Re: Pantheism and the Afterlife
 
Does this mean pantheism rules out the possibility of personal spiritual continuation; maintaining some aspects of your personality in a life beyond this physical world?

TygerTyger 01-09-13 08:33 AM

Re: Pantheism and the Afterlife
 
I think that Pantheism is at best ambivalent on that question.

It maybe that our consciousness does indeed survive death, in whcih case that raises a whole raft of other questions, but then again it maybe that it does not so when we die that is it.

Of course transmutation, one thing changing into another thing, is a feature of the universe on every scale and this may well be what happens to us after death in a spiritual context. We are no longer human but something different.

The problem is that Pantheism relies heavily on subjective experience of existence underpinned by empirical evidence, which is not a good basis for considering an afterlife?!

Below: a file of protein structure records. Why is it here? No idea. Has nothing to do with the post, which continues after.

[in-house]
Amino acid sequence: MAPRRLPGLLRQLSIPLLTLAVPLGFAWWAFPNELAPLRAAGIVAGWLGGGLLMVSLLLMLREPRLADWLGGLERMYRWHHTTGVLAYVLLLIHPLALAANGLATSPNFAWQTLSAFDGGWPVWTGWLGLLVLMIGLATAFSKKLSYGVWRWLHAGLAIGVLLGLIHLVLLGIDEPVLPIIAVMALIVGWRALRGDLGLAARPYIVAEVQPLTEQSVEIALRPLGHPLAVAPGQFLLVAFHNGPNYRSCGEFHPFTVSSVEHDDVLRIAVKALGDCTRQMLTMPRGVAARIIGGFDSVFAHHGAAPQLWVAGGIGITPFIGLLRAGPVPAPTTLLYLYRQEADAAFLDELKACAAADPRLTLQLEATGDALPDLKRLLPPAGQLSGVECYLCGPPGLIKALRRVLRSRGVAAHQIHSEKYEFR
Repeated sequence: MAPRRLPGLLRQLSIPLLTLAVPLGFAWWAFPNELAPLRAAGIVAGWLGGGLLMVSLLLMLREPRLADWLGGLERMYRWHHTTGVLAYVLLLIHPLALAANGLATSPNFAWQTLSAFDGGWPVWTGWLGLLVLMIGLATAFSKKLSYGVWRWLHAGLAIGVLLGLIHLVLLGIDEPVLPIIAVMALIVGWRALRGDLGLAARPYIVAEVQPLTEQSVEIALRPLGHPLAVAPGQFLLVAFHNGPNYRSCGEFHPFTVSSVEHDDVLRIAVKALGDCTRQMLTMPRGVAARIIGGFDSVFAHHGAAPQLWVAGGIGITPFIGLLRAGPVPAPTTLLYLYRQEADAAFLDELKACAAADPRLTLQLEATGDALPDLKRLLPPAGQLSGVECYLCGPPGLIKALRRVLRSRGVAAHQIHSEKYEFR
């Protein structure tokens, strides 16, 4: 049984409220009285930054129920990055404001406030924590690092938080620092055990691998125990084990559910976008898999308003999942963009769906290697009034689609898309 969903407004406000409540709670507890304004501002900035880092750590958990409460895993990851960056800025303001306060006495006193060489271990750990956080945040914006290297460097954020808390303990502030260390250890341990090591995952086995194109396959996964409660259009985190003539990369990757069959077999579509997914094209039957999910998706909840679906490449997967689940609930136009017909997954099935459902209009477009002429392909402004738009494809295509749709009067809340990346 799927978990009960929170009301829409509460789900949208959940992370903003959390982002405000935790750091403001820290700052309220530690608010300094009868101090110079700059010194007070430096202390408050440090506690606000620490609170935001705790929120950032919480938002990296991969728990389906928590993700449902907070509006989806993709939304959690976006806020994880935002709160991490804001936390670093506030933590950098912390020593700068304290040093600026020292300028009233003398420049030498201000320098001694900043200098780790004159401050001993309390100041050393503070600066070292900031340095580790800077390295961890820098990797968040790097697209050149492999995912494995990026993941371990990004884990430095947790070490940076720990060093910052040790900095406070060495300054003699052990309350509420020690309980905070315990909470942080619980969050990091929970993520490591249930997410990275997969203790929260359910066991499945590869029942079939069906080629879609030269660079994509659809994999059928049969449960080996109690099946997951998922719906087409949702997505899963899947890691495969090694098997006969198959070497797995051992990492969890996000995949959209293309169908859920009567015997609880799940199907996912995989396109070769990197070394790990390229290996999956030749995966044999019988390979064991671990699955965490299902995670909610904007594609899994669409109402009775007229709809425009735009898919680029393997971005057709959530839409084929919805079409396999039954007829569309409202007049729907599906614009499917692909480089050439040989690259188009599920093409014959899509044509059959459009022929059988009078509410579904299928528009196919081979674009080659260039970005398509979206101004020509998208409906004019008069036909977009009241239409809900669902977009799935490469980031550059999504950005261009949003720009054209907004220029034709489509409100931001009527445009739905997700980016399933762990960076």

DrumWolf 01-11-13 09:21 PM

Re: Pantheism and the Afterlife
 
Quote:

Originally Posted by Windsmith bat Gaia (Post 291100)
Yup. What TT said. Also, for me it's extremely important to remember that I will continue through the memories people have of me, the stories they tell about me, and anything I might leave behind in terms of art, activism, or other legacy.

Continuation of genetic lines through our children is also pretty nifty (I say this even as someone who is voluntarily childless).

This.
It's also amazing to think that one day, as I plan to get buried rather than cremated, that I will be absorbed into grass, trees, herbs...
What better immortality can one strive for than to be part of the cycle?

SJA 01-14-13 07:13 PM

Re: Pantheism and the Afterlife
 
I once posed the same question to the Pantheist group and the short answer is no. There is only the here and now.

The basic concepts comprise:

Reverence for Nature and the wider Universe.
Active respect and care for the rights of all humans and other living beings.
Celebration or our lives in our bodies on this beautiful earth as a joy and a privilege.
Strong naturalism, without belief in supernatural realms, afterlives, beings or forces.